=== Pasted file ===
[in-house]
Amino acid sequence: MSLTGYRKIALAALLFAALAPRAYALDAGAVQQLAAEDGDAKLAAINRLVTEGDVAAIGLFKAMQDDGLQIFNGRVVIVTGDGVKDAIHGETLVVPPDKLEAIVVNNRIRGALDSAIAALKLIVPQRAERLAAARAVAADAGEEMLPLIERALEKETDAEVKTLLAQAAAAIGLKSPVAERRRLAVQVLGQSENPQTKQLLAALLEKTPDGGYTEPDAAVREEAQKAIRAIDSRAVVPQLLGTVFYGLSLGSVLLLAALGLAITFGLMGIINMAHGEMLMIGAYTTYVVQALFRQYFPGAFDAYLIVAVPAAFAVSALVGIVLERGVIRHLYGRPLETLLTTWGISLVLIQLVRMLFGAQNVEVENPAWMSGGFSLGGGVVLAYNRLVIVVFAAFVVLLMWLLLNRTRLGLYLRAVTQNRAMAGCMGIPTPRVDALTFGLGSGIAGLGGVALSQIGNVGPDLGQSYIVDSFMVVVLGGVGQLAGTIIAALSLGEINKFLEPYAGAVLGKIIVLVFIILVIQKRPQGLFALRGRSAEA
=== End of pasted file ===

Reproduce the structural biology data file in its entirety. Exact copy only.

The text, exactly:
[in-house]
Amino acid sequence: MSLTGYRKIALAALLFAALAPRAYALDAGAVQQLAAEDGDAKLAAINRLVTEGDVAAIGLFKAMQDDGLQIFNGRVVIVTGDGVKDAIHGETLVVPPDKLEAIVVNNRIRGALDSAIAALKLIVPQRAERLAAARAVAADAGEEMLPLIERALEKETDAEVKTLLAQAAAAIGLKSPVAERRRLAVQVLGQSENPQTKQLLAALLEKTPDGGYTEPDAAVREEAQKAIRAIDSRAVVPQLLGTVFYGLSLGSVLLLAALGLAITFGLMGIINMAHGEMLMIGAYTTYVVQALFRQYFPGAFDAYLIVAVPAAFAVSALVGIVLERGVIRHLYGRPLETLLTTWGISLVLIQLVRMLFGAQNVEVENPAWMSGGFSLGGGVVLAYNRLVIVVFAAFVVLLMWLLLNRTRLGLYLRAVTQNRAMAGCMGIPTPRVDALTFGLGSGIAGLGGVALSQIGNVGPDLGQSYIVDSFMVVVLGGVGQLAGTIIAALSLGEINKFLEPYAGAVLGKIIVLVFIILVIQKRPQGLFALRGRSAEA